For 2 to 4.



Anchovy-Miso vinaigrette:

  • 1 tablespoon of white miso
  • 2-3 anchovy fillets (depending on how much you like the anchovies), plus 2-4 anchovy fillets for garnish
  • 2 tablespoons anchovy oil (from tin or jar)
  • 2 tablespoons of olive oil
  • 3 tablespoons of lemon juice, from 1 small lemon
  • Freshly ground pepper
  • 1/4 cup grated Parmesan


  1. Heat a large pan (preferably cast iron) over moderately high heat. Add the olive oil and cook the broccoli, flipping it side to side for about 10 minutes, or until golden and just tender, not soft. Remove and place on a serving platter.
  2. To make the sauce: place all the ingredients in a blender or food processor and stir. Taste for seasoning. Do not add salt because the anchovies are quite salty.
  3. Just before serving, gently toss the broccoli with the sauce and place 2 to 4 anchovy fillets crossed in an “X” on the salad.

Pan-fried red snapper with blood orange, caper and brown butter sauce

Red snapper with blood oranges and brown butter.  (Jesse Costa / WBUR)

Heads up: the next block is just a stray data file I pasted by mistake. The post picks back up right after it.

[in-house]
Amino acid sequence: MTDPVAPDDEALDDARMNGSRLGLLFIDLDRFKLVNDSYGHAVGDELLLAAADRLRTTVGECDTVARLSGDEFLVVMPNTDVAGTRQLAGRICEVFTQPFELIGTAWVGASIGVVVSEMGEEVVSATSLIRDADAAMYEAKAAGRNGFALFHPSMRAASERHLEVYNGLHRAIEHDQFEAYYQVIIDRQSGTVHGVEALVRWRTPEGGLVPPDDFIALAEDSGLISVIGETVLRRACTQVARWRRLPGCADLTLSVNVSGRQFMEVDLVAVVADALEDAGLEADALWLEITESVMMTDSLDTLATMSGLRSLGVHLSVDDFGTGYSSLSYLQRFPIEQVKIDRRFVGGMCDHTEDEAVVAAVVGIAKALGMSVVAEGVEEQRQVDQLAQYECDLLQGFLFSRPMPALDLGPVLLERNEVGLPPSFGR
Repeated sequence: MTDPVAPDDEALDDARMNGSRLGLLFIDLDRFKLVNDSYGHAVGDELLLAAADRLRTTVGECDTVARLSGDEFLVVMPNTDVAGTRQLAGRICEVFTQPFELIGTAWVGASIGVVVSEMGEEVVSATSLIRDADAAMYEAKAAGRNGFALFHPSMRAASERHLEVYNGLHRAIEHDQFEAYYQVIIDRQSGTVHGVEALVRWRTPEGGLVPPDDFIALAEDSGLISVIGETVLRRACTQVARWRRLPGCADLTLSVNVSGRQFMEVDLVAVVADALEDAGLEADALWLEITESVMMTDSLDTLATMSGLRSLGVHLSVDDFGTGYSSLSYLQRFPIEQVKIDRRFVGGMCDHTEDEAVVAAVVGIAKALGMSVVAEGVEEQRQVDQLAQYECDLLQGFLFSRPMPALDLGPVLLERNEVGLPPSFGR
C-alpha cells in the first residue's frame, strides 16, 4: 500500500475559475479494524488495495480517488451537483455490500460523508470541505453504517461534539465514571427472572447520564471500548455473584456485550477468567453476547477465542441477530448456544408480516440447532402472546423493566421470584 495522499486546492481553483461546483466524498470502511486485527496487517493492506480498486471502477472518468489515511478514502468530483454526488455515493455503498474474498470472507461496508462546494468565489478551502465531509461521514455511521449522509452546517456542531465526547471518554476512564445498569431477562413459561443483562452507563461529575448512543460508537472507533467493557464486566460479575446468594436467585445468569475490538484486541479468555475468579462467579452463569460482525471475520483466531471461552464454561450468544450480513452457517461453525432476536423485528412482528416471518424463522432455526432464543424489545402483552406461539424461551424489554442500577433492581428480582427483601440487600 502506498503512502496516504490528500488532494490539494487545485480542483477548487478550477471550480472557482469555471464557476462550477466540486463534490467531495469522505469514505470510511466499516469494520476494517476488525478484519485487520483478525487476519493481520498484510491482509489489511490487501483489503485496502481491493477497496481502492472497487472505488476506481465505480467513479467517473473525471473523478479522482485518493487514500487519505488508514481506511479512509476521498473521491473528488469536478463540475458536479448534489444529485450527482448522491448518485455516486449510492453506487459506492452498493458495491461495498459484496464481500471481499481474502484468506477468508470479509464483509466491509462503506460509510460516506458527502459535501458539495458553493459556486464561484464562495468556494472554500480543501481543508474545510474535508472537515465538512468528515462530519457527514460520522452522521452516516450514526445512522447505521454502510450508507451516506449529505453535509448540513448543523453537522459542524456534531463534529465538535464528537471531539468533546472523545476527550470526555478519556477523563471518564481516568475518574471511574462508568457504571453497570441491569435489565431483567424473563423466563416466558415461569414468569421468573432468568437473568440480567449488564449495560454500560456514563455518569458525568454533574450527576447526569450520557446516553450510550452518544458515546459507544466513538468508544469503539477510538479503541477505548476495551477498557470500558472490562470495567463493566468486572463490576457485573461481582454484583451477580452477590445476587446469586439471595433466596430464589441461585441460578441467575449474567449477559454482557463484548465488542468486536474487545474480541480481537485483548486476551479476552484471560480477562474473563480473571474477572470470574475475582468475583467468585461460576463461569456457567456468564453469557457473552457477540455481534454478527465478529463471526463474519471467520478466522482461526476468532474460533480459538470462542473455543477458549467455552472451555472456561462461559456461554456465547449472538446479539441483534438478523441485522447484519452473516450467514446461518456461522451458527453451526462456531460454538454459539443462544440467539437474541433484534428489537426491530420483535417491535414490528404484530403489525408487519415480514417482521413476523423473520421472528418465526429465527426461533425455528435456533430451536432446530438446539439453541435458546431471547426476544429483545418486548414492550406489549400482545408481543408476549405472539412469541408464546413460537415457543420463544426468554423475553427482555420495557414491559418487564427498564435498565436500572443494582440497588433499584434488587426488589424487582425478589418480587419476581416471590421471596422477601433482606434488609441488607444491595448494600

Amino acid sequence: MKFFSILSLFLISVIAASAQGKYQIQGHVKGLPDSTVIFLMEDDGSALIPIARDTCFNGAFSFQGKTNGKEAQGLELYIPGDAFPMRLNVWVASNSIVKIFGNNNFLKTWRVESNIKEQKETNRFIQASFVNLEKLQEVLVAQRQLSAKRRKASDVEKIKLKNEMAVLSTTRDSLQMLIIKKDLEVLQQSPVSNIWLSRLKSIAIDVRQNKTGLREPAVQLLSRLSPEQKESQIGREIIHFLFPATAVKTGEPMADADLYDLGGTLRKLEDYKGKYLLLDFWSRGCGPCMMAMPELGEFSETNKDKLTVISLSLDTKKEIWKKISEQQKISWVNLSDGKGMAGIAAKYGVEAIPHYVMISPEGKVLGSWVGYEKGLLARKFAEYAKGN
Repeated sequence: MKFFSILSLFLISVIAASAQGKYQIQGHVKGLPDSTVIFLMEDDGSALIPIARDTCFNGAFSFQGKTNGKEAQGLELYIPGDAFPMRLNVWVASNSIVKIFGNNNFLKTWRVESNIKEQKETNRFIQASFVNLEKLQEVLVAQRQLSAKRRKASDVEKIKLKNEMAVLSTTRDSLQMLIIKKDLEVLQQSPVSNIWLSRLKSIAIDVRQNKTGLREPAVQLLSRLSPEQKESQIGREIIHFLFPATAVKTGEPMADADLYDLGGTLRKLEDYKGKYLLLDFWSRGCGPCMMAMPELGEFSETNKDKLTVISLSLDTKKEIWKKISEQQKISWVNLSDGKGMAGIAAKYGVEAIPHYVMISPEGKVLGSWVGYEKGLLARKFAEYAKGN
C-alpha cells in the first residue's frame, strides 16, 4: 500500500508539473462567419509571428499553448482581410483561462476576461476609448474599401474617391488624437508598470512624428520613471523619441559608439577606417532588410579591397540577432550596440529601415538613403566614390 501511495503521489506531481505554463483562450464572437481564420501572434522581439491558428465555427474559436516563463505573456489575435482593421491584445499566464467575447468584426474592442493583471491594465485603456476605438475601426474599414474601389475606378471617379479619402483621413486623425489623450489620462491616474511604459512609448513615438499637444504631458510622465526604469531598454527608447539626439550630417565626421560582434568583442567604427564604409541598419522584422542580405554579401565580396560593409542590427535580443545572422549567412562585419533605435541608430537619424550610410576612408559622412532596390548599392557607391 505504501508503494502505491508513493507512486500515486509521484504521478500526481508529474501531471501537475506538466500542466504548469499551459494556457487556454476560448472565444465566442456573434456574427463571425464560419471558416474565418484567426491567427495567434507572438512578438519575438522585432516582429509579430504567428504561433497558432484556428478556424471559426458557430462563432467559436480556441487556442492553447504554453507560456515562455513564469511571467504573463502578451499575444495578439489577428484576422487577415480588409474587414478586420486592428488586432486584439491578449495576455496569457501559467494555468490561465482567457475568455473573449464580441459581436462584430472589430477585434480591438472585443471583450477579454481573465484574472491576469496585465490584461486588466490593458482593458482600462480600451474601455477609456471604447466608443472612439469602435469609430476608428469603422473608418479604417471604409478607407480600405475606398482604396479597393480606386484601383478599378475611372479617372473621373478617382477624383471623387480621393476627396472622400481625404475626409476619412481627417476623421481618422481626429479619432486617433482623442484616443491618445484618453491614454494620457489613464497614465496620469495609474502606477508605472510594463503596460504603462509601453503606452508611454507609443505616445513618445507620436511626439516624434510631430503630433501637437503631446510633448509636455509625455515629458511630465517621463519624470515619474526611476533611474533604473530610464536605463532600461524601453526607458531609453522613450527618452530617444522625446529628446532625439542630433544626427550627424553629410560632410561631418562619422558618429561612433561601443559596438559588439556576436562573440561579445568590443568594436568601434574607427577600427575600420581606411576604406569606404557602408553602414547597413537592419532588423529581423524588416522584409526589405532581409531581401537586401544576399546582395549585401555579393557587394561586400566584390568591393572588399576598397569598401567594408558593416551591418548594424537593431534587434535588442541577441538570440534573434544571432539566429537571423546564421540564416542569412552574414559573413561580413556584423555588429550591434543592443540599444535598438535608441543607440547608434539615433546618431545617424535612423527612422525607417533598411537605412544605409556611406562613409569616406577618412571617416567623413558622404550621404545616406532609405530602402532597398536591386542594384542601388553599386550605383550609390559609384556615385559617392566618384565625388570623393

Red snapper with blood oranges and brown butter. (Jesse Costa / WBUR)

I found some wonderful frozen fillets of red snapper at my local fish store. Snapper is an American fish caught in the wild and managed in a sustainable manner. It is a beautiful white fish with a pinkish skin and a firm texture that comes from the Gulf of Mexico and southern Carolinas.

This simple fish stir-fry can be made with any firm whitefish, such as sole, plaice, rockfish, dogfish, etc.

For 2.


  • 1/2 cup of flour
  • Salt and pepper
  • 1 pound of frozen red snapper or other firm white fish
  • 2 blood oranges or mandarins
  • About 2 to 3 tablespoons of butter
  • 1 tablespoon of olive oil
  • About 2-3 tablespoons capers, drained


  1. Put the flour on a plate and season well with salt and pepper. Lightly dip the snapper fillets in the seasoned flour.
  2. Remove the zest from the orange and set aside. Squeeze an orange, set aside and cut the remaining orange into small wedges or cubes.
  3. In a large, heavy skillet (preferably cast iron), heat 1 tablespoon of butter and the oil over moderately high heat. When the butter foams, add the fish and cook skin side down for about 3 to 4 minutes, depending on the thickness of the fillet. The skin should be golden. Gently flip the fish. Brown for another 3 minutes.
  4. Sprinkle the zest of the blood oranges over the fish flesh and cook for another minute. Add the orange juice and remaining butter to the pan and let sizzle until golden brown. Add the capers, season with pepper. Arrange the fish and pour the sauce over it. Decorate with the blood orange quarters.